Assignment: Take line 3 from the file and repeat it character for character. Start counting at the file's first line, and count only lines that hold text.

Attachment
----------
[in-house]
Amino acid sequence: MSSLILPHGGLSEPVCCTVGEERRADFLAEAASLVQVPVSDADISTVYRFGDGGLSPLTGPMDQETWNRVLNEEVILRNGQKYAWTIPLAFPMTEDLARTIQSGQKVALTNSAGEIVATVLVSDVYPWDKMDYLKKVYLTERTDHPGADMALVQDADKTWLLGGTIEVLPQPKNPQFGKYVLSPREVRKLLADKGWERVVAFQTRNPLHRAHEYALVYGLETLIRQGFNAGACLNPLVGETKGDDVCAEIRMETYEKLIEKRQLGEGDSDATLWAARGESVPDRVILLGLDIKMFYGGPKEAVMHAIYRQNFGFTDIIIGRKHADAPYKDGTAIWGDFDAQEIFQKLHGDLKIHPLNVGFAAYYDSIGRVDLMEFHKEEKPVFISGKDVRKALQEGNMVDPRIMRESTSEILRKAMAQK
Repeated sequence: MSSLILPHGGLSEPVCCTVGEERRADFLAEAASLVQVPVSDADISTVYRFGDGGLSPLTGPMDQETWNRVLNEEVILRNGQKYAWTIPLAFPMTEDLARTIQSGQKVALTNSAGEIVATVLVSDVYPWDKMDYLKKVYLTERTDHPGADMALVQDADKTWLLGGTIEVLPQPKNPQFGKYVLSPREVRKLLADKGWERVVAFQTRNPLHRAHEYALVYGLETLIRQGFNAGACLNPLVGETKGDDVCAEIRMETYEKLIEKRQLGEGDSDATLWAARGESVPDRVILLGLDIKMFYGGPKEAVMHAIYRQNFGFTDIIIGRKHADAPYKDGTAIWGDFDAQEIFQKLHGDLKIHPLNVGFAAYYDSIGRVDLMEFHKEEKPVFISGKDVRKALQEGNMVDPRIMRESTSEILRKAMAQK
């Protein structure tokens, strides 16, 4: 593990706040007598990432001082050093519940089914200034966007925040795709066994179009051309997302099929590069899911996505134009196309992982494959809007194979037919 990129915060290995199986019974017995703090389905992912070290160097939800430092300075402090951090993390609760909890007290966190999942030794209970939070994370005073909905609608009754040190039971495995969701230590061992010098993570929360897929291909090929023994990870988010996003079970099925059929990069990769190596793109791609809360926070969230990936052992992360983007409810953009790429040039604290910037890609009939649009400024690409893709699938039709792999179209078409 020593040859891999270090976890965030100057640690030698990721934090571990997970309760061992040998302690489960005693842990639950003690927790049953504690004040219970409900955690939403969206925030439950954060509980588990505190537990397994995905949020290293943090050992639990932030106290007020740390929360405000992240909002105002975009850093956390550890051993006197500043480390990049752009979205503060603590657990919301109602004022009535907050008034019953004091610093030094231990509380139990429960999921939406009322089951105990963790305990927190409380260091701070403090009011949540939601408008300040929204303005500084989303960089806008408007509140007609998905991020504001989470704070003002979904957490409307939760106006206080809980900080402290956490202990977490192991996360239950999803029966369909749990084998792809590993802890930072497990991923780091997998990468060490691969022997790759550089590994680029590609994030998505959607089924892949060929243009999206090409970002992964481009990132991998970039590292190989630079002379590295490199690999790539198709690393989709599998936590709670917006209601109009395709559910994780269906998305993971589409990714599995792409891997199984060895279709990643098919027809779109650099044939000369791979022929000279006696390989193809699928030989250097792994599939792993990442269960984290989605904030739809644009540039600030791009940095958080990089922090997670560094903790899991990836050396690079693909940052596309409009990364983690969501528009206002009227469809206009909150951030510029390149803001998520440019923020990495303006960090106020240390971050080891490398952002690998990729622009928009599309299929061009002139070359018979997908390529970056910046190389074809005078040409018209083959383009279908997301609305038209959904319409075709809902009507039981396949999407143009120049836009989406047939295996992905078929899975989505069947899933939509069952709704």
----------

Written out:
Repeated sequence: MSSLILPHGGLSEPVCCTVGEERRADFLAEAASLVQVPVSDADISTVYRFGDGGLSPLTGPMDQETWNRVLNEEVILRNGQKYAWTIPLAFPMTEDLARTIQSGQKVALTNSAGEIVATVLVSDVYPWDKMDYLKKVYLTERTDHPGADMALVQDADKTWLLGGTIEVLPQPKNPQFGKYVLSPREVRKLLADKGWERVVAFQTRNPLHRAHEYALVYGLETLIRQGFNAGACLNPLVGETKGDDVCAEIRMETYEKLIEKRQLGEGDSDATLWAARGESVPDRVILLGLDIKMFYGGPKEAVMHAIYRQNFGFTDIIIGRKHADAPYKDGTAIWGDFDAQEIFQKLHGDLKIHPLNVGFAAYYDSIGRVDLMEFHKEEKPVFISGKDVRKALQEGNMVDPRIMRESTSEILRKAMAQK